US Rep. Bolling wants new 'Hoover Commission'

US House Rules Committee chairman Richard Bolling (D) of Missouri wants ex-President Gerald Ford to head a new "Hoover Commission" to stem a tide of public alienation with government, which he sees sapping the nations's strength.

Mr. Bolling, one of the most influential men in Congress, has brooded over the subject for three years and has recently introduced a bill (HR 6380) to set up an 18-member, bipartisan commission to work two years and then send its recommendations for sweeping reorganization to the White House for presumed submission to Congress.

Pointing to a series of recent polls reporting public frustration and disillusionment with the present governmental process, Mr. Bolling says the time is ripe for reinstitution of an agency like the two commissions led by former President Herbert Hoover. The first was appointed by President Truman in 1947 and the second by President Eisenhower in 1953. Each commission served two years.

The first Hoover Commission (1947-1949) produced 19 reports, from which 273 recommendations in government reform were implemented. The second (1953-1955) issued 20 reports, from which 146 recommendations were implemented, according to a box score of the time.

Representative Bolling has discussed the matter with former President Ford and found him interested, he says, but the proposal would wait until after the fall election. Mr. Bolling wants the proposed nonpartisan commission to follow past experience with an ex-president at the head. If the Democrats lose this year's election, he notes drily, another ex-president might be available.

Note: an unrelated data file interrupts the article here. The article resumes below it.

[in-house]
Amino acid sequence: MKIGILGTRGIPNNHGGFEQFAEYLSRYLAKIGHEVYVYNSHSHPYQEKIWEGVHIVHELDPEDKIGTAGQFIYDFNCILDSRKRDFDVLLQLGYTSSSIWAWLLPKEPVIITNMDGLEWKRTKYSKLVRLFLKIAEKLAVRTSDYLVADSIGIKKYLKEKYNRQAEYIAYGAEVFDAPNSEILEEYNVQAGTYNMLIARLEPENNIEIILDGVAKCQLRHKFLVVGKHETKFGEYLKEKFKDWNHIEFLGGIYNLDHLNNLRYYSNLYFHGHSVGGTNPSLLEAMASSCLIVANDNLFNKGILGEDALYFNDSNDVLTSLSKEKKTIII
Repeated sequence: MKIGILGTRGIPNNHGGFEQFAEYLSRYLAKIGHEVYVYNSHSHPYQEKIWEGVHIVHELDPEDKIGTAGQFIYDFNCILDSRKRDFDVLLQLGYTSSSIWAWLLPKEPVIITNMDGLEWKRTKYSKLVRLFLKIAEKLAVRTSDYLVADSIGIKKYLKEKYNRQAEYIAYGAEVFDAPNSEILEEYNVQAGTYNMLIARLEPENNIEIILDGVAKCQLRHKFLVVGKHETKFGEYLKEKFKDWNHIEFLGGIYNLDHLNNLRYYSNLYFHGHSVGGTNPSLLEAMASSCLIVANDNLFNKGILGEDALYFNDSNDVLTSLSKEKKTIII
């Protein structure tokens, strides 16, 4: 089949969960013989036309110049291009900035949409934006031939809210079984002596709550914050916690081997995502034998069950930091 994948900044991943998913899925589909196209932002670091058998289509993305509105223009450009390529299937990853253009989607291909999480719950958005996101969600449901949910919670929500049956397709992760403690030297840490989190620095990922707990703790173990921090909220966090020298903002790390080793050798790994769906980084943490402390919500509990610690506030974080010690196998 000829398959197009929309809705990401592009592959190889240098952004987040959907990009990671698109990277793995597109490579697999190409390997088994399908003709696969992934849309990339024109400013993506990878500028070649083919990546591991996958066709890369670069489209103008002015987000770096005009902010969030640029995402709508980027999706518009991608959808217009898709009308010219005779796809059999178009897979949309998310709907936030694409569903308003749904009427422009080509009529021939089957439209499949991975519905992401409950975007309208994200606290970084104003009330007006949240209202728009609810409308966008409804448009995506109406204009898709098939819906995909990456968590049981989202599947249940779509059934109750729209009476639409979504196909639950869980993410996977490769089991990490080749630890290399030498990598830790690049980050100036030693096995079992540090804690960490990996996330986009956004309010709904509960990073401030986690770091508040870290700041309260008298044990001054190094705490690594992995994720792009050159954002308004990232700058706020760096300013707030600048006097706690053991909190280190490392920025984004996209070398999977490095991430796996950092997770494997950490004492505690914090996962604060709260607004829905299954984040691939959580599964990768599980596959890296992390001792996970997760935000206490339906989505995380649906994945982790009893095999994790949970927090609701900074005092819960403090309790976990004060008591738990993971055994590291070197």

Mr. Bolling thinks government is in radical transition -- with the decay of political parties, rise of special interest groups, fragmentation of Congress, and gaps between White House and the Capitol. He sees widespread popular alienation, with only 54 percent of voters going to the polls in the 1976 presidential election.

"I think we've failed to come to grips in any realistic terms with a whole range of problems," Mr. Bolling said recently. Problems are intertwined, he argues -- economic, defense, foreign policy. The Soviets have "done us a favor of scaring us in Afghanistan," he says, but this national unity may not last: "I believe we are in a great deal of trouble across the board."

Mr. Bolling, an energetic 30-year veteran of Congress who has written two books about the House of Representatives and was close to former Speaker Sam Rayburn, articulates a growing sense of anxiety heard here about the institutional adequacy of government: "We simply do not have national policies to live by that are accepted."

He would have his "Commission on More Effective Government" make a detailed study of federal agencies' interrelations in Washington and with states and cities -- an extremely broad mandate.

Mr. Bolling would have the commission "study the organization, operation, and functioning of all aspects of the federal government and determine if current programs and institutions and presently established patterns of actions are adequate to the needs of the situation at hand, or are failing to cope with those needs."

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